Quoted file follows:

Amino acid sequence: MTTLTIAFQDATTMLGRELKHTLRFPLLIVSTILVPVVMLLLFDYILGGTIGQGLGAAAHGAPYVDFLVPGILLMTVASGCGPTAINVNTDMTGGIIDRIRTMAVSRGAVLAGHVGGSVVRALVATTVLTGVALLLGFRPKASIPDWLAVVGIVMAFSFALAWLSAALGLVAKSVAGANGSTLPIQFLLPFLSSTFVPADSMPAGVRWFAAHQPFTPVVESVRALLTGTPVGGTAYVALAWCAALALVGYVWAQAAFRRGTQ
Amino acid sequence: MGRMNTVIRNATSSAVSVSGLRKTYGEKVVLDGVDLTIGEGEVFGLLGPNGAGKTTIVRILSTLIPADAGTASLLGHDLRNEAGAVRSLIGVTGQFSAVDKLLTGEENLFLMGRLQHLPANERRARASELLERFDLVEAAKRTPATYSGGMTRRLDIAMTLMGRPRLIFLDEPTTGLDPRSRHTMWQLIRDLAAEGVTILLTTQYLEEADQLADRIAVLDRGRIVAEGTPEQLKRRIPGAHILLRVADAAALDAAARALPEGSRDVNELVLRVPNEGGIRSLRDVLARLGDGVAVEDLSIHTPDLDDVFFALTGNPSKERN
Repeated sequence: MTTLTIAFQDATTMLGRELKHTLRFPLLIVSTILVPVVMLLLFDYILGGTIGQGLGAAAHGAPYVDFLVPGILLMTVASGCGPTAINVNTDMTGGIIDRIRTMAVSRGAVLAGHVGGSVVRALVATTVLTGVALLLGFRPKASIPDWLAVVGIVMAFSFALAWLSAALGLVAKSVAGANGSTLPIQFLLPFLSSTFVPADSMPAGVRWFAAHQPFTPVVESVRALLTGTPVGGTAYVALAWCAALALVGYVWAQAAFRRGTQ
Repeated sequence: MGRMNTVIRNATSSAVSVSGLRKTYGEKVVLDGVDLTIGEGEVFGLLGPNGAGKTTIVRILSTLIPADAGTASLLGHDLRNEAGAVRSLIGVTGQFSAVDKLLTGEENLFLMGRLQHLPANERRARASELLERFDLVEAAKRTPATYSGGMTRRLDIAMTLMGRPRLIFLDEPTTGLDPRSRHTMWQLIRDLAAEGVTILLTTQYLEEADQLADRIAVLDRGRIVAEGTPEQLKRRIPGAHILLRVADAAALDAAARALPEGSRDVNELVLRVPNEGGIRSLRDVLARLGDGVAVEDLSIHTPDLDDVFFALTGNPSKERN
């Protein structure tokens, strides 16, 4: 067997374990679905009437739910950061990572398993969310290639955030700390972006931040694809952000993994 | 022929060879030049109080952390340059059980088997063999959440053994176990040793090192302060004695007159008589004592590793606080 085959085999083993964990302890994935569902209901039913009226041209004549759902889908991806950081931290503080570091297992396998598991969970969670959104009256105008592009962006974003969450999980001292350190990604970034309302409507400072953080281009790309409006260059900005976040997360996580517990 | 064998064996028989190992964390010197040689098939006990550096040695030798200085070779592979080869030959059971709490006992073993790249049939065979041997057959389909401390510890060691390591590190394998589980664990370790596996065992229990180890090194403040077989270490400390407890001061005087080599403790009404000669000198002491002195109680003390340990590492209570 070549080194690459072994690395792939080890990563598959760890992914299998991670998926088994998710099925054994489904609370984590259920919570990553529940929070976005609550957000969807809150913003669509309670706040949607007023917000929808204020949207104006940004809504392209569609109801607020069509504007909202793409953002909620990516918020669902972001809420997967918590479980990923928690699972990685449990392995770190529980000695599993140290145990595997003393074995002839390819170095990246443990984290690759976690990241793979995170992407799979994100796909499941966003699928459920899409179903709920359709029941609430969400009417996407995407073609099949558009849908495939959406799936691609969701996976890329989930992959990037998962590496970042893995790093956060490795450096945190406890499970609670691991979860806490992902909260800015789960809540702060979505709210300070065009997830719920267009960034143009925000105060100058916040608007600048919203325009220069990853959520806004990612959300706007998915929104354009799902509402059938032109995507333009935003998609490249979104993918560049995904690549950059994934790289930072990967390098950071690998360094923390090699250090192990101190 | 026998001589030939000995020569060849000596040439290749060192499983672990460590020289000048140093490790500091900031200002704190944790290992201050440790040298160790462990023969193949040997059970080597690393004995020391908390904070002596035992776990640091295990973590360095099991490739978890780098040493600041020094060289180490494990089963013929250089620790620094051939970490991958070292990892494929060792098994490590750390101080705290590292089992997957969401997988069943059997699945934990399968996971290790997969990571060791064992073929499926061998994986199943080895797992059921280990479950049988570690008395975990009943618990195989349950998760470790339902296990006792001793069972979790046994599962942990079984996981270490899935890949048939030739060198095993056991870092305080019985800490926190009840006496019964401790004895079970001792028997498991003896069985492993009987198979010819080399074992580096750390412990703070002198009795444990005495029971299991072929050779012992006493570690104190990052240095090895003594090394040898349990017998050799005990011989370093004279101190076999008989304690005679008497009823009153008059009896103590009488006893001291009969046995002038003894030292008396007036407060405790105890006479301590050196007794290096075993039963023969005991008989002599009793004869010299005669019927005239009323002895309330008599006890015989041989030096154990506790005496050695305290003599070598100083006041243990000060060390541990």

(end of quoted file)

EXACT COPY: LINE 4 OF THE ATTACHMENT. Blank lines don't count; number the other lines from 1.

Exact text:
Repeated sequence: MGRMNTVIRNATSSAVSVSGLRKTYGEKVVLDGVDLTIGEGEVFGLLGPNGAGKTTIVRILSTLIPADAGTASLLGHDLRNEAGAVRSLIGVTGQFSAVDKLLTGEENLFLMGRLQHLPANERRARASELLERFDLVEAAKRTPATYSGGMTRRLDIAMTLMGRPRLIFLDEPTTGLDPRSRHTMWQLIRDLAAEGVTILLTTQYLEEADQLADRIAVLDRGRIVAEGTPEQLKRRIPGAHILLRVADAAALDAAARALPEGSRDVNELVLRVPNEGGIRSLRDVLARLGDGVAVEDLSIHTPDLDDVFFALTGNPSKERN